Skeletons of society

The Dalits of Balle in Rungha VDC, Rukum, have been barred from fetching water from public taps by ‘upper caste’ people. Likewise, the Chamars of Nainhi VDC, Mahottari, have been socially excluded on the decree of ‘high caste’ Yadhavs. The Nainhi Dalits have been banned even from walking on public streets. Their crime? They have refused to play the traditional drum (dhol) for free during Dashain. Surprisingly, the District Development Committee had installed the 32 public taps at Balle on the request of local Sunar community.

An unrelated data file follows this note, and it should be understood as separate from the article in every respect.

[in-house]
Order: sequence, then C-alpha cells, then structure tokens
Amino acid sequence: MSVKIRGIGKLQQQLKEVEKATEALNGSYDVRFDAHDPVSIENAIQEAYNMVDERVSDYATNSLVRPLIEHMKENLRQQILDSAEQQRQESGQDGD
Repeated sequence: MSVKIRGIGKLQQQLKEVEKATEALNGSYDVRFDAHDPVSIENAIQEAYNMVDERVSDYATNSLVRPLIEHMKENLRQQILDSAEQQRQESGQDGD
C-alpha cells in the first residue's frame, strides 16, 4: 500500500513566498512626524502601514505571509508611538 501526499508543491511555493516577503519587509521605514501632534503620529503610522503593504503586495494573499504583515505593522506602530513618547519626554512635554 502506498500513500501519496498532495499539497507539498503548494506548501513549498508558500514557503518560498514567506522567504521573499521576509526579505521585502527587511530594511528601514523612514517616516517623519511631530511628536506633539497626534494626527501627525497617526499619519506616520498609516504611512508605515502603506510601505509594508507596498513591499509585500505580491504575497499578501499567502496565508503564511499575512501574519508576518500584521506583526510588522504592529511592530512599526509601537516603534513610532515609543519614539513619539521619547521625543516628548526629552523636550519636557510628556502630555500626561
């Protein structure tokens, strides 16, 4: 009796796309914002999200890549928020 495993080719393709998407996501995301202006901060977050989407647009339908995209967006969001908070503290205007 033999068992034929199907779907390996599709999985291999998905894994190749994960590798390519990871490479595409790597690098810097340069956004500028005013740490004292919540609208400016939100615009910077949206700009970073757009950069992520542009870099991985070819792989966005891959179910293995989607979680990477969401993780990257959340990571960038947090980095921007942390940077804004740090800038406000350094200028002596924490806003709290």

Anyone who bars a Nepali citizen from using public services faces a fine of Rs 3,000 and up to a year of imprisonment. On paper. In reality, voices of the Dalits are routinely silenced by the upper caste people through intimidation and threat of social exclusion. The chain of events at Balle and Nainhi constitutes only the tip of the iceberg of the caste-based discrimination prevalent across the country. Nepal has been declared a republic and ‘sons of common farmers’ occupy the two top posts of the land. But the changes at the top have yet to trickle down to the grassroots. Yes, it takes time to change entrenched habits. Yet it is hard to find a reasonable excuse for the government’s failure to punish those who fail to show even minimum humanity.